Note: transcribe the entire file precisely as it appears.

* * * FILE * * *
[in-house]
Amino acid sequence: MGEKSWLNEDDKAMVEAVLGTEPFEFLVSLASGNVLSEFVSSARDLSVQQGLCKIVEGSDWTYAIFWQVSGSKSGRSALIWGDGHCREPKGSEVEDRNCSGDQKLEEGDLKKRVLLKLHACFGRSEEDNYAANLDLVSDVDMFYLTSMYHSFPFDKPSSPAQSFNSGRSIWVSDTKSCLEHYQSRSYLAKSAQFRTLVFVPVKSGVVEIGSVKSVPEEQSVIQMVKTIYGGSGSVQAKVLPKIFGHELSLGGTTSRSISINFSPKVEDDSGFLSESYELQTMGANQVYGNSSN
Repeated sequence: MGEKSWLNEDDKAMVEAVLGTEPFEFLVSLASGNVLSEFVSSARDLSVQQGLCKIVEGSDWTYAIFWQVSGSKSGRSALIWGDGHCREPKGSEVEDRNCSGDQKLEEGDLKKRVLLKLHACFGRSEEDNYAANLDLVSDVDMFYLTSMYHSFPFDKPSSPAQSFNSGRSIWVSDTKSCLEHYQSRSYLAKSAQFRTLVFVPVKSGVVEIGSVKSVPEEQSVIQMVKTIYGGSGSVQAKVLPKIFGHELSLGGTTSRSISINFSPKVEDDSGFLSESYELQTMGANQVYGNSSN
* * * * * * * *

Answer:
[in-house]
Amino acid sequence: MGEKSWLNEDDKAMVEAVLGTEPFEFLVSLASGNVLSEFVSSARDLSVQQGLCKIVEGSDWTYAIFWQVSGSKSGRSALIWGDGHCREPKGSEVEDRNCSGDQKLEEGDLKKRVLLKLHACFGRSEEDNYAANLDLVSDVDMFYLTSMYHSFPFDKPSSPAQSFNSGRSIWVSDTKSCLEHYQSRSYLAKSAQFRTLVFVPVKSGVVEIGSVKSVPEEQSVIQMVKTIYGGSGSVQAKVLPKIFGHELSLGGTTSRSISINFSPKVEDDSGFLSESYELQTMGANQVYGNSSN
Repeated sequence: MGEKSWLNEDDKAMVEAVLGTEPFEFLVSLASGNVLSEFVSSARDLSVQQGLCKIVEGSDWTYAIFWQVSGSKSGRSALIWGDGHCREPKGSEVEDRNCSGDQKLEEGDLKKRVLLKLHACFGRSEEDNYAANLDLVSDVDMFYLTSMYHSFPFDKPSSPAQSFNSGRSIWVSDTKSCLEHYQSRSYLAKSAQFRTLVFVPVKSGVVEIGSVKSVPEEQSVIQMVKTIYGGSGSVQAKVLPKIFGHELSLGGTTSRSISINFSPKVEDDSGFLSESYELQTMGANQVYGNSSN